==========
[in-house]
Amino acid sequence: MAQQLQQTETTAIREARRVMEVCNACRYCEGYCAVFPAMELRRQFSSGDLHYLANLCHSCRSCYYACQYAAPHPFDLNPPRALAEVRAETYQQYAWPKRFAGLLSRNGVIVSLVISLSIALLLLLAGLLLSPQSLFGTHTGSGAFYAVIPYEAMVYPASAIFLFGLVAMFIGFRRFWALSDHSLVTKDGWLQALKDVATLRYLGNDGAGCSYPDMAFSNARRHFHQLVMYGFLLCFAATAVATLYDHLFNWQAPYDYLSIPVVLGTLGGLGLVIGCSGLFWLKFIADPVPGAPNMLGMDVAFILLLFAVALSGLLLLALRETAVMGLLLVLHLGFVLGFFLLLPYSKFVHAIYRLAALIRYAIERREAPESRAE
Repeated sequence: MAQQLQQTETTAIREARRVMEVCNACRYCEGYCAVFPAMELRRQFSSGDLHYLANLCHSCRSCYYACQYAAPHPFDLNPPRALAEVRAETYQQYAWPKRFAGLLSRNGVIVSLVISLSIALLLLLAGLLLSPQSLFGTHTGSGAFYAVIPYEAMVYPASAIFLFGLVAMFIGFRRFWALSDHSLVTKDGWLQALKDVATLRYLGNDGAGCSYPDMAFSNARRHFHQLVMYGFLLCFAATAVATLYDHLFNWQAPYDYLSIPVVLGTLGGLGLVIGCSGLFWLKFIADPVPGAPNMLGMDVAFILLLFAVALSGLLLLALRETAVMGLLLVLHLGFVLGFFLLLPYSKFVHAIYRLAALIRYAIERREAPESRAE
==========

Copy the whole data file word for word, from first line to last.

[in-house]
Amino acid sequence: MAQQLQQTETTAIREARRVMEVCNACRYCEGYCAVFPAMELRRQFSSGDLHYLANLCHSCRSCYYACQYAAPHPFDLNPPRALAEVRAETYQQYAWPKRFAGLLSRNGVIVSLVISLSIALLLLLAGLLLSPQSLFGTHTGSGAFYAVIPYEAMVYPASAIFLFGLVAMFIGFRRFWALSDHSLVTKDGWLQALKDVATLRYLGNDGAGCSYPDMAFSNARRHFHQLVMYGFLLCFAATAVATLYDHLFNWQAPYDYLSIPVVLGTLGGLGLVIGCSGLFWLKFIADPVPGAPNMLGMDVAFILLLFAVALSGLLLLALRETAVMGLLLVLHLGFVLGFFLLLPYSKFVHAIYRLAALIRYAIERREAPESRAE
Repeated sequence: MAQQLQQTETTAIREARRVMEVCNACRYCEGYCAVFPAMELRRQFSSGDLHYLANLCHSCRSCYYACQYAAPHPFDLNPPRALAEVRAETYQQYAWPKRFAGLLSRNGVIVSLVISLSIALLLLLAGLLLSPQSLFGTHTGSGAFYAVIPYEAMVYPASAIFLFGLVAMFIGFRRFWALSDHSLVTKDGWLQALKDVATLRYLGNDGAGCSYPDMAFSNARRHFHQLVMYGFLLCFAATAVATLYDHLFNWQAPYDYLSIPVVLGTLGGLGLVIGCSGLFWLKFIADPVPGAPNMLGMDVAFILLLFAVALSGLLLLALRETAVMGLLLVLHLGFVLGFFLLLPYSKFVHAIYRLAALIRYAIERREAPESRAE